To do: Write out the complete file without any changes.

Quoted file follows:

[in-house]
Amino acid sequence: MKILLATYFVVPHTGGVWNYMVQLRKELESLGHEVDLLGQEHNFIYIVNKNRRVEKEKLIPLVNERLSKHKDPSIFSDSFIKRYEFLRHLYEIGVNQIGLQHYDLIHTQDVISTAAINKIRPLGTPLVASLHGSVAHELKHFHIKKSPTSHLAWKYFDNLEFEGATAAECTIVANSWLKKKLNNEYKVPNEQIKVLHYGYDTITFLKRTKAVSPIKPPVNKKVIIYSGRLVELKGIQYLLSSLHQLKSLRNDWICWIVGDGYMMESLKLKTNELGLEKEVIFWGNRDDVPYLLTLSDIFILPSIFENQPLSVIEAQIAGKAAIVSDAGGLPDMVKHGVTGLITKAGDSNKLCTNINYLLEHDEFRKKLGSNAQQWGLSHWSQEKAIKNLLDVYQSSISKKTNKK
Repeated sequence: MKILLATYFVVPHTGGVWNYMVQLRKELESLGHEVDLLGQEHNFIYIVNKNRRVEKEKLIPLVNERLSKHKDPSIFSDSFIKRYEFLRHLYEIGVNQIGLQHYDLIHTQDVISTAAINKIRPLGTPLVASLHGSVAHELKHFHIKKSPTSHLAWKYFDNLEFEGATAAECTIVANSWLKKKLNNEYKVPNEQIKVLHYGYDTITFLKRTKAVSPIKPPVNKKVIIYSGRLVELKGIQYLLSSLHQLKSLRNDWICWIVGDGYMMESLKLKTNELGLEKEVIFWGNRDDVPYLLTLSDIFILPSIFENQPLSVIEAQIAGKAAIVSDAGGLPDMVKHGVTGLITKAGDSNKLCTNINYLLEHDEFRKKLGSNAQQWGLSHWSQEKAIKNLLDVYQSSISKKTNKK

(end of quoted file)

[in-house]
Amino acid sequence: MKILLATYFVVPHTGGVWNYMVQLRKELESLGHEVDLLGQEHNFIYIVNKNRRVEKEKLIPLVNERLSKHKDPSIFSDSFIKRYEFLRHLYEIGVNQIGLQHYDLIHTQDVISTAAINKIRPLGTPLVASLHGSVAHELKHFHIKKSPTSHLAWKYFDNLEFEGATAAECTIVANSWLKKKLNNEYKVPNEQIKVLHYGYDTITFLKRTKAVSPIKPPVNKKVIIYSGRLVELKGIQYLLSSLHQLKSLRNDWICWIVGDGYMMESLKLKTNELGLEKEVIFWGNRDDVPYLLTLSDIFILPSIFENQPLSVIEAQIAGKAAIVSDAGGLPDMVKHGVTGLITKAGDSNKLCTNINYLLEHDEFRKKLGSNAQQWGLSHWSQEKAIKNLLDVYQSSISKKTNKK
Repeated sequence: MKILLATYFVVPHTGGVWNYMVQLRKELESLGHEVDLLGQEHNFIYIVNKNRRVEKEKLIPLVNERLSKHKDPSIFSDSFIKRYEFLRHLYEIGVNQIGLQHYDLIHTQDVISTAAINKIRPLGTPLVASLHGSVAHELKHFHIKKSPTSHLAWKYFDNLEFEGATAAECTIVANSWLKKKLNNEYKVPNEQIKVLHYGYDTITFLKRTKAVSPIKPPVNKKVIIYSGRLVELKGIQYLLSSLHQLKSLRNDWICWIVGDGYMMESLKLKTNELGLEKEVIFWGNRDDVPYLLTLSDIFILPSIFENQPLSVIEAQIAGKAAIVSDAGGLPDMVKHGVTGLITKAGDSNKLCTNINYLLEHDEFRKKLGSNAQQWGLSHWSQEKAIKNLLDVYQSSISKKTNKK